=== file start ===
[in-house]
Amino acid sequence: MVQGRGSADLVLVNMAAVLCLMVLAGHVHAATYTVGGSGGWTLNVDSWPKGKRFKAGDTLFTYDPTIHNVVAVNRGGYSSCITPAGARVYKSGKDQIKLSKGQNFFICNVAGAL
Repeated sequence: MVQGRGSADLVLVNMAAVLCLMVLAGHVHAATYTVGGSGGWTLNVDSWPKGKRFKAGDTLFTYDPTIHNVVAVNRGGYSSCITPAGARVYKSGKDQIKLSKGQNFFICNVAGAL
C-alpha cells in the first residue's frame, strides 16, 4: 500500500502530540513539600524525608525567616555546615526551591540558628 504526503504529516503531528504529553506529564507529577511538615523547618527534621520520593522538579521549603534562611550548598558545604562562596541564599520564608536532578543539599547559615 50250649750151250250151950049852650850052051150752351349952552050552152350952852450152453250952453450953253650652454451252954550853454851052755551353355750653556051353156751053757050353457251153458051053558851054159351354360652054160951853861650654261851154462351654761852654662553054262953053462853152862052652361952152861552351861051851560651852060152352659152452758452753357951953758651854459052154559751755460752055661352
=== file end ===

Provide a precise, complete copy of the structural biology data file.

[in-house]
Amino acid sequence: MVQGRGSADLVLVNMAAVLCLMVLAGHVHAATYTVGGSGGWTLNVDSWPKGKRFKAGDTLFTYDPTIHNVVAVNRGGYSSCITPAGARVYKSGKDQIKLSKGQNFFICNVAGAL
Repeated sequence: MVQGRGSADLVLVNMAAVLCLMVLAGHVHAATYTVGGSGGWTLNVDSWPKGKRFKAGDTLFTYDPTIHNVVAVNRGGYSSCITPAGARVYKSGKDQIKLSKGQNFFICNVAGAL
C-alpha cells in the first residue's frame, strides 16, 4: 500500500502530540513539600524525608525567616555546615526551591540558628 504526503504529516503531528504529553506529564507529577511538615523547618527534621520520593522538579521549603534562611550548598558545604562562596541564599520564608536532578543539599547559615 50250649750151250250151950049852650850052051150752351349952552050552152350952852450152453250952453450953253650652454451252954550853454851052755551353355750653556051353156751053757050353457251153458051053558851054159351354360652054160951853861650654261851154462351654761852654662553054262953053462853152862052652361952152861552351861051851560651852060152352659152452758452753357951953758651854459052154559751755460752055661352